When Megan Peck, a refugee resettlement case manager with Catholic Family Center, brought Bhutanese refugee Sashi Rai to the Saint’s Place clothing closet in Fairport, volunteers there noted how few refugees they have served so far this year.
Just wait, warned Michele Quinn, assistant director of Saint’s Place, which is headquartered at 46 S. Main St. in Pittsford next to St. Louis Parish.
"It’ll come. Don’t worry," Quinn said.
Nearly 800 refugees a year are resettled in the Rochester area. Each household of refugees needs such items as beds, sheets, blankets, drapes, towels, pots and pans, dishes, toiletries, furniture, appliances, lamps, light bulbs, and a range clothing appropriate for Rochester’s variable weather. Children need school supplies, backpacks, diapers, clothing, shoes and toys to help them feel at home.
Although several rooms on the St. John of Rochester Church campus where the closet is located are filled floor to ceiling with items for Saint’s Place, a typical wave of about 100 refugees arriving could easily empty those rooms, Quinn noted.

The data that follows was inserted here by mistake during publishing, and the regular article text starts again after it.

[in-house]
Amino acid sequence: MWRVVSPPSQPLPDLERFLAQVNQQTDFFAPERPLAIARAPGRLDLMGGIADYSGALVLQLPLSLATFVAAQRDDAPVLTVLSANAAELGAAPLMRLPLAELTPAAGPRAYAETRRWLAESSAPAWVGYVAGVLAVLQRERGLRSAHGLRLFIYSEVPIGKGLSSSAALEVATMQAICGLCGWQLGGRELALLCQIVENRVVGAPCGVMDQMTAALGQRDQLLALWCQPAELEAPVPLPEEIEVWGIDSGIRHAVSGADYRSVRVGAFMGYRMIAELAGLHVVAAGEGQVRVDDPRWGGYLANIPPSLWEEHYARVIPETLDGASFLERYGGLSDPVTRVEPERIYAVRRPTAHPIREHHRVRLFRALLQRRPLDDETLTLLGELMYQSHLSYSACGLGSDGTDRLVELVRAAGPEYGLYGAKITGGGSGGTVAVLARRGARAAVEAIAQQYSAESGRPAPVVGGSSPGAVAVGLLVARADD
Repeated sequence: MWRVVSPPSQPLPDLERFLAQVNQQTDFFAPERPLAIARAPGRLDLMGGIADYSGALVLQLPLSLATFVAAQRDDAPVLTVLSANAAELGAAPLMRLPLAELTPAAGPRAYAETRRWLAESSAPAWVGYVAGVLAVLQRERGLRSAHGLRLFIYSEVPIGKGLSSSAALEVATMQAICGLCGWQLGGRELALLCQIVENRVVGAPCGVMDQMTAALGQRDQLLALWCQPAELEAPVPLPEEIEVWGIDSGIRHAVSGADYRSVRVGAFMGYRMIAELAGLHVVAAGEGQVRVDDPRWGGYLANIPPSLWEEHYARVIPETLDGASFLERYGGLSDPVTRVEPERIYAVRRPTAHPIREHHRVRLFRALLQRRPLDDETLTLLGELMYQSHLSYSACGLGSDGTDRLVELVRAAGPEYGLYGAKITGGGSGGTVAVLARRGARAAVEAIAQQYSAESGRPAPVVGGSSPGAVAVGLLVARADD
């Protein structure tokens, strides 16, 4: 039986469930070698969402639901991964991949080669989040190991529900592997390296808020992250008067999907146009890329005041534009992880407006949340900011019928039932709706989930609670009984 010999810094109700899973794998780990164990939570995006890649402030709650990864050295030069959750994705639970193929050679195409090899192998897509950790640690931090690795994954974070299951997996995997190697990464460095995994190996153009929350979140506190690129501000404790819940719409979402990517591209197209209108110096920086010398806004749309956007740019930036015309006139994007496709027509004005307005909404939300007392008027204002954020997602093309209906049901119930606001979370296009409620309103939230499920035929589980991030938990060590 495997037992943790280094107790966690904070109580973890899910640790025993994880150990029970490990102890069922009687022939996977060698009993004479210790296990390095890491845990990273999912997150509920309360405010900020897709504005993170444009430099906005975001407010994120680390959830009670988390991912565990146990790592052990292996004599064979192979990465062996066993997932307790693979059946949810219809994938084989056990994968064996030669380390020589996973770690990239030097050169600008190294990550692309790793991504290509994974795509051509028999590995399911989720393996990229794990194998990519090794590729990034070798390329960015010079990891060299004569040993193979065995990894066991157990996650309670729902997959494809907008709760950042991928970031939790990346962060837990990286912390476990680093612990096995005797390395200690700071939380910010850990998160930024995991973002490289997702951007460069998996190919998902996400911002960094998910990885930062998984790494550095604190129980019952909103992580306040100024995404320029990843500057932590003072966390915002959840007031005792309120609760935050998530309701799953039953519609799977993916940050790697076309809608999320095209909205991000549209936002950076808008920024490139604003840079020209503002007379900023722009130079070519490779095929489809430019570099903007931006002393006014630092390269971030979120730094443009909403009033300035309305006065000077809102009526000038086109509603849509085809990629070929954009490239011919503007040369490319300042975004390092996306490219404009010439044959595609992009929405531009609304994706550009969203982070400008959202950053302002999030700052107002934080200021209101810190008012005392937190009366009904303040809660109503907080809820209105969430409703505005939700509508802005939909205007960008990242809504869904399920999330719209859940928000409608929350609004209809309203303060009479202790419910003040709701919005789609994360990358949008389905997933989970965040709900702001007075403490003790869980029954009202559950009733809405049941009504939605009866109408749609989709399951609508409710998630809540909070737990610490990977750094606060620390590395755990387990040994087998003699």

Catholic Family Center is federally funded to coordinate refugee arrivals, and caseworkers such as Peck make Saint’s Place one of the first places they bring refugees. Peck called Saint’s Place "amazing."
"I don’t know how we would do what we have to do without them," she said, noting that in other cities that don’t have a ministry like Saint’s Place, case managers sometimes resort to pulling discarded items off the sides of roads just to make sure that the refugees they are resettling have the items they need to get a fresh start.